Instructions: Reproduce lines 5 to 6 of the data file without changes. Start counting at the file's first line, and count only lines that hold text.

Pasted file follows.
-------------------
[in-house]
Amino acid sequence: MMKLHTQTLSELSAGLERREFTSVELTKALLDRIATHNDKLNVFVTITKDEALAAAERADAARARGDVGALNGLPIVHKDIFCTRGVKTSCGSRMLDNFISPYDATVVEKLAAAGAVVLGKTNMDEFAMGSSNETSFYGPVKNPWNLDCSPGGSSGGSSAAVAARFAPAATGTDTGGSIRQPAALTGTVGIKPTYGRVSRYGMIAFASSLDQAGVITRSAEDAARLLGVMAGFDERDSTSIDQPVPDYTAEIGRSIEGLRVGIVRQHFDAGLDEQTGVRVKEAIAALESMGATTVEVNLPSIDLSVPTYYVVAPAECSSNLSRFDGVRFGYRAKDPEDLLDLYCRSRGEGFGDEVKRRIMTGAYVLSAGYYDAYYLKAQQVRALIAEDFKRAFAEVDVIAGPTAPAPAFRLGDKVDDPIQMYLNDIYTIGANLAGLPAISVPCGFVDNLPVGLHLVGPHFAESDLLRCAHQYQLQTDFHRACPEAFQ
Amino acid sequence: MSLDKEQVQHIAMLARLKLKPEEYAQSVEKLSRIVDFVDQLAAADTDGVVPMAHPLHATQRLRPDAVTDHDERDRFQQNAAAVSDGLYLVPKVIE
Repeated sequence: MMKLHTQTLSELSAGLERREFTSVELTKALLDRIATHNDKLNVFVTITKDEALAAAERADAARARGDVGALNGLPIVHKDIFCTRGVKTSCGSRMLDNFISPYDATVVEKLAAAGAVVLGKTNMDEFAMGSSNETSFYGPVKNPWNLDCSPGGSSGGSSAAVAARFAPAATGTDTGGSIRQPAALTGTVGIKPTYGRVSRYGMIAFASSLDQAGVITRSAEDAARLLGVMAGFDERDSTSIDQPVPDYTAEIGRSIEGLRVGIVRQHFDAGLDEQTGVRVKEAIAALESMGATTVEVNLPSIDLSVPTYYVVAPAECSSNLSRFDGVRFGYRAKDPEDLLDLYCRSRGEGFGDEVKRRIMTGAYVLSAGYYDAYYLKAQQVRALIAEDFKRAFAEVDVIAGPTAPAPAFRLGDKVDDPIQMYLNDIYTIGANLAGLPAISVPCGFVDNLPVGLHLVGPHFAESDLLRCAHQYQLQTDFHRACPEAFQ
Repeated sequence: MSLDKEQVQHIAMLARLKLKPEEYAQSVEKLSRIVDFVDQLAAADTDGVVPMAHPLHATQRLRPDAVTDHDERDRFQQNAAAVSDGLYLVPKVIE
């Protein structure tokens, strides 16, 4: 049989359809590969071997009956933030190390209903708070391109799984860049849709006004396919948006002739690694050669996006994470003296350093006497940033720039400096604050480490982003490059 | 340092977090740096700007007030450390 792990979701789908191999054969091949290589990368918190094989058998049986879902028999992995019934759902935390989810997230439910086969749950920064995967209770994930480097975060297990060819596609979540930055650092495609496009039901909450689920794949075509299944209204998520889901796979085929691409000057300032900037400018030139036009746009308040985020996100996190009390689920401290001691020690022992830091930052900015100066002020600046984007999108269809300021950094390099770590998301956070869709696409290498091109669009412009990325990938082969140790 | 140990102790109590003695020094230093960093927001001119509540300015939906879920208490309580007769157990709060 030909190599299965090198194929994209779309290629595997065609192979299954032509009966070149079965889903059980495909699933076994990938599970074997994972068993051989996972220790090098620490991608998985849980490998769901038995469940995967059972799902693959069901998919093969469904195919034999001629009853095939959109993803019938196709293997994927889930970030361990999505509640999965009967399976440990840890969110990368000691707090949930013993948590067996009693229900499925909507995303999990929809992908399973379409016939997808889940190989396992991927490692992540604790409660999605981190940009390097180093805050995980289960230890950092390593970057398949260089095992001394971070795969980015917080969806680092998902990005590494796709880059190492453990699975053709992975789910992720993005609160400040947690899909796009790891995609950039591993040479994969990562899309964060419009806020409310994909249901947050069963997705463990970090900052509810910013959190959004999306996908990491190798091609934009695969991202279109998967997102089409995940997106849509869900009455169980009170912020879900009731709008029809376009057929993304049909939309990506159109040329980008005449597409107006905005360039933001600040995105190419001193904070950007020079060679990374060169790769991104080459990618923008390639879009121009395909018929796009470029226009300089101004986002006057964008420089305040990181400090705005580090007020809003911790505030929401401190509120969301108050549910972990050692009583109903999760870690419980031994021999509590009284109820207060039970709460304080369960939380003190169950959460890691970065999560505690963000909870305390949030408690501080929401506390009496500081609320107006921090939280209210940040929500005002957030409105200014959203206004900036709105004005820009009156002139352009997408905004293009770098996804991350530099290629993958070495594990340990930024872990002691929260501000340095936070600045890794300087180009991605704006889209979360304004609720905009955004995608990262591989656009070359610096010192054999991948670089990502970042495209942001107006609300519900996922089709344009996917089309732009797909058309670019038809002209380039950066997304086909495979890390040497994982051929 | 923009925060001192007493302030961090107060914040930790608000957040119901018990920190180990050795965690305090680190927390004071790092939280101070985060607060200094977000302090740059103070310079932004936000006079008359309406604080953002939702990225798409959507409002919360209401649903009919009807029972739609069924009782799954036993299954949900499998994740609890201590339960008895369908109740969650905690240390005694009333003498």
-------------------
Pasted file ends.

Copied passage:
Repeated sequence: MSLDKEQVQHIAMLARLKLKPEEYAQSVEKLSRIVDFVDQLAAADTDGVVPMAHPLHATQRLRPDAVTDHDERDRFQQNAAAVSDGLYLVPKVIE
């Protein structure tokens, strides 16, 4: 049989359809590969071997009956933030190390209903708070391109799984860049849709006004396919948006002739690694050669996006994470003296350093006497940033720039400096604050480490982003490059 | 340092977090740096700007007030450390 792990979701789908191999054969091949290589990368918190094989058998049986879902028999992995019934759902935390989810997230439910086969749950920064995967209770994930480097975060297990060819596609979540930055650092495609496009039901909450689920794949075509299944209204998520889901796979085929691409000057300032900037400018030139036009746009308040985020996100996190009390689920401290001691020690022992830091930052900015100066002020600046984007999108269809300021950094390099770590998301956070869709696409290498091109669009412009990325990938082969140790 | 140990102790109590003695020094230093960093927001001119509540300015939906879920208490309580007769157990709060 030909190599299965090198194929994209779309290629595997065609192979299954032509009966070149079965889903059980495909699933076994990938599970074997994972068993051989996972220790090098620490991608998985849980490998769901038995469940995967059972799902693959069901998919093969469904195919034999001629009853095939959109993803019938196709293997994927889930970030361990999505509640999965009967399976440990840890969110990368000691707090949930013993948590067996009693229900499925909507995303999990929809992908399973379409016939997808889940190989396992991927490692992540604790409660999605981190940009390097180093805050995980289960230890950092390593970057398949260089095992001394971070795969980015917080969806680092998902990005590494796709880059190492453990699975053709992975789910992720993005609160400040947690899909796009790891995609950039591993040479994969990562899309964060419009806020409310994909249901947050069963997705463990970090900052509810910013959190959004999306996908990491190798091609934009695969991202279109998967997102089409995940997106849509869900009455169980009170912020879900009731709008029809376009057929993304049909939309990506159109040329980008005449597409107006905005360039933001600040995105190419001193904070950007020079060679990374060169790769991104080459990618923008390639879009121009395909018929796009470029226009300089101004986002006057964008420089305040990181400090705005580090007020809003911790505030929401401190509120969301108050549910972990050692009583109903999760870690419980031994021999509590009284109820207060039970709460304080369960939380003190169950959460890691970065999560505690963000909870305390949030408690501080929401506390009496500081609320107006921090939280209210940040929500005002957030409105200014959203206004900036709105004005820009009156002139352009997408905004293009770098996804991350530099290629993958070495594990340990930024872990002691929260501000340095936070600045890794300087180009991605704006889209979360304004609720905009955004995608990262591989656009070359610096010192054999991948670089990502970042495209942001107006609300519900996922089709344009996917089309732009797909058309670019038809002209380039950066997304086909495979890390040497994982051929 | 923009925060001192007493302030961090107060914040930790608000957040119901018990920190180990050795965690305090680190927390004071790092939280101070985060607060200094977000302090740059103070310079932004936000006079008359309406604080953002939702990225798409959507409002919360209401649903009919009807029972739609069924009782799954036993299954949900499998994740609890201590339960008895369908109740969650905690240390005694009333003498």